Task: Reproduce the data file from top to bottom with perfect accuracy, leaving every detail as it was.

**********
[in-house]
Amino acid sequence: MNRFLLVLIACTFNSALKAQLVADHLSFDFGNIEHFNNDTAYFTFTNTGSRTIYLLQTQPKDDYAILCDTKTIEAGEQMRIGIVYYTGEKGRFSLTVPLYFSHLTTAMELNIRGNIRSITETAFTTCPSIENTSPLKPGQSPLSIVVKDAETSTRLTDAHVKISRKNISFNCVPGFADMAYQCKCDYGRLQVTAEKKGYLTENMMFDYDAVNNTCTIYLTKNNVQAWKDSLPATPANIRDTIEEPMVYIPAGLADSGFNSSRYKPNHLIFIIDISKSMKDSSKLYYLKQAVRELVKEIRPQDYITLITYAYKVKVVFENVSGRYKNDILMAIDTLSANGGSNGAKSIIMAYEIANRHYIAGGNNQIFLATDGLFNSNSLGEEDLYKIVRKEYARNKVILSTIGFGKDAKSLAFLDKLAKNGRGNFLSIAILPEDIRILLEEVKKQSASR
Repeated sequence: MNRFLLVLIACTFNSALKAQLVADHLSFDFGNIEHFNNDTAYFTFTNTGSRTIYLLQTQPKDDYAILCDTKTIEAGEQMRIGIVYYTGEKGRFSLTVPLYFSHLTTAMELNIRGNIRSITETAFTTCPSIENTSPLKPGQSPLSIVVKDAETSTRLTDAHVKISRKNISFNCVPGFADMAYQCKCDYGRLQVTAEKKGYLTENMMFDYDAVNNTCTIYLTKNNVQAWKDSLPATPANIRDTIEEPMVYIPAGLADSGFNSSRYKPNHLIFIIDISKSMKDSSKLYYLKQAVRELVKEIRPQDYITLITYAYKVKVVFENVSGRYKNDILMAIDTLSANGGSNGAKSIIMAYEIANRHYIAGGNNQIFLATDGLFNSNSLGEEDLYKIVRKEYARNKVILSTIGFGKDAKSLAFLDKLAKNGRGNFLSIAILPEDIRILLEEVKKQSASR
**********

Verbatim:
[in-house]
Amino acid sequence: MNRFLLVLIACTFNSALKAQLVADHLSFDFGNIEHFNNDTAYFTFTNTGSRTIYLLQTQPKDDYAILCDTKTIEAGEQMRIGIVYYTGEKGRFSLTVPLYFSHLTTAMELNIRGNIRSITETAFTTCPSIENTSPLKPGQSPLSIVVKDAETSTRLTDAHVKISRKNISFNCVPGFADMAYQCKCDYGRLQVTAEKKGYLTENMMFDYDAVNNTCTIYLTKNNVQAWKDSLPATPANIRDTIEEPMVYIPAGLADSGFNSSRYKPNHLIFIIDISKSMKDSSKLYYLKQAVRELVKEIRPQDYITLITYAYKVKVVFENVSGRYKNDILMAIDTLSANGGSNGAKSIIMAYEIANRHYIAGGNNQIFLATDGLFNSNSLGEEDLYKIVRKEYARNKVILSTIGFGKDAKSLAFLDKLAKNGRGNFLSIAILPEDIRILLEEVKKQSASR
Repeated sequence: MNRFLLVLIACTFNSALKAQLVADHLSFDFGNIEHFNNDTAYFTFTNTGSRTIYLLQTQPKDDYAILCDTKTIEAGEQMRIGIVYYTGEKGRFSLTVPLYFSHLTTAMELNIRGNIRSITETAFTTCPSIENTSPLKPGQSPLSIVVKDAETSTRLTDAHVKISRKNISFNCVPGFADMAYQCKCDYGRLQVTAEKKGYLTENMMFDYDAVNNTCTIYLTKNNVQAWKDSLPATPANIRDTIEEPMVYIPAGLADSGFNSSRYKPNHLIFIIDISKSMKDSSKLYYLKQAVRELVKEIRPQDYITLITYAYKVKVVFENVSGRYKNDILMAIDTLSANGGSNGAKSIIMAYEIANRHYIAGGNNQIFLATDGLFNSNSLGEEDLYKIVRKEYARNKVILSTIGFGKDAKSLAFLDKLAKNGRGNFLSIAILPEDIRILLEEVKKQSASR